Nobody's Boy Remi Vol. #8 (of 8) (

By:Chris Beveridge
Review Date: Thursday, January 03, 2008
Release Date: Tuesday, December 11, 2007

What They Say
Remi is a boy living happily with his mother in the French countryside. Unfortunately, everything changes when his estranged father comes home and, in desperate need of money, reveals that Remi is adopted, and sells him! Heartbroken, Remi ends up with Vitalis, a traveling musician, and his troupe of animal entertainers. Together, they travel the country in search for Remi's real parents, along the way learning the harsh lessons of life.

The Review!
The series draws to a close as Remi desperately makes his way to find his real mother while dealing with the emotions over Mrs. Barberin.

Unsurprising considering its age, Nobody's Boy Remi is presented in its original language of Japanese in a mono format. The 128 kbps encoding isn't one that will wow anyone but it's serviceable enough for the material and is essentially problem free during playback. The show is just dialogue for the most part outside of a few musical cues that work to build atmosphere so it's not a very demanding mix. It is a touch low at times but it's in good condition and certainly comes across rather clean and clear during regular playback.

Originally airing in 1977 and 1978, the transfer for this TV series is presented in its original full frame aspect ratio. The series received a remaster and box set release in Japan back in 2002 which has certainly helped to clean up the elements here. Beyond some minor speckling here and there, the print is in surprisingly good condition. Through the seven episodes here there wasn't anything that really stood out, not even noticeable film issues such as tears or dirt. The seven episodes on this disc are done on a single layer DVD and it shows but the effects are pretty minimized considering an average bitrate of 2.5 to 3.2. The progressive encoding certainly helps to minimize things as does the coloring of the series as it has a lot still backgrounds and muted colors. There is a good deal of noise throughout the series though that's simply unavoidable and while it avoids any serious blocking the look of motion throughout it is prevalent. In watching this across different sets after our first full viewing, it's continually apparent that the smaller the screen size the better this will look. The problems we had were less on our 50" than our 70" and less still when we shifted down to a 34" CRT.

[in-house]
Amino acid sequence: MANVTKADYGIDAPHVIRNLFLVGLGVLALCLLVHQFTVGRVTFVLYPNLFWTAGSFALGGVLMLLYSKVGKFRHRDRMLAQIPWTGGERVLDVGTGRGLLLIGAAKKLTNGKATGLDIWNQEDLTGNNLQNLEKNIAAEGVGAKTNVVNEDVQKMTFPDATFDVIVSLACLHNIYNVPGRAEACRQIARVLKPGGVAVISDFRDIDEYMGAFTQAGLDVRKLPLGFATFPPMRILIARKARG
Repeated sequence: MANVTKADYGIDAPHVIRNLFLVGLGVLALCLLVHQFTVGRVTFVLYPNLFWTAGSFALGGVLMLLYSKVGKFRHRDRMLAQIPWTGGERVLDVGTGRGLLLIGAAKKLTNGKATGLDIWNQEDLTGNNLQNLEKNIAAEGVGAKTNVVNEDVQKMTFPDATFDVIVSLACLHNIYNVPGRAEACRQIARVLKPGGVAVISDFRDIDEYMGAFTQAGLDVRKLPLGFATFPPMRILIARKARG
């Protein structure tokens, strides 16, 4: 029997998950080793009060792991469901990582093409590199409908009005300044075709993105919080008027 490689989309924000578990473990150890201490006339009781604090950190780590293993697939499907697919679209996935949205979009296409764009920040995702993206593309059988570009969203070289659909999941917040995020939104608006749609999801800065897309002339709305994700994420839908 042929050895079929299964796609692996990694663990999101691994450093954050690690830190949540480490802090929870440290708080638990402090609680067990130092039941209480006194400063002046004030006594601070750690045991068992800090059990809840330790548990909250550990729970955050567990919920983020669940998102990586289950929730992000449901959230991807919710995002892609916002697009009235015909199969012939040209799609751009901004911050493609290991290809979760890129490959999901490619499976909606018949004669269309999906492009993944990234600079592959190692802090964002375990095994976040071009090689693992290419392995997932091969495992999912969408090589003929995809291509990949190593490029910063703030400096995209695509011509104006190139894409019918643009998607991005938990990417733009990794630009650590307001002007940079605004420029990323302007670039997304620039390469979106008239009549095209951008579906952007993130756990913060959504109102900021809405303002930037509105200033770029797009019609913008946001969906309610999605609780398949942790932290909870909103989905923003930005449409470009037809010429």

Remi is one of the anime titles to be released under the TitleMatch program in which all the authoring is done as normal but instead of replication it's done through burning to DVD-R, giving smaller publishing houses a chance to do some Print On Demand DVDs. Containing some copy protection, it's essentially the same as a regular release except in how it's actually put to disc. We popped this disc in a few of our players to see if we'd have any compatibility issues and it worked in just about everything except for our Toshiba TV/DVD combo unit.


The menu design is simple but fits nicely with the show though that TMS Classics logo is a bit bigger than I care for. The static background is an illustration that has a close-up of Remi looking down at Arthur who must have been having a bit of a fit as a bit of music plays along to it. The left side has the logos along it while the right has the navigation strip which is simple considering how little is really here. Access times are good and fast and everything loads without a problem.


Content: (please note that content portions of a review may contain spoilers)
At the end of the line, I can only damn Imaginasian Entertainment for putting me through this emotional rollercoaster. Nobody's Boy Remi was the series that I had the lowest of expectations of. Instead, it became the gem of their launch trio of titles and put me through the emotional wringer as Remi moved forward in his life and dealt with every cruel tragedy that was thrown his way. Earning its stripes from the original French novel, it lacks subtlety but it gets the job done in grand manner.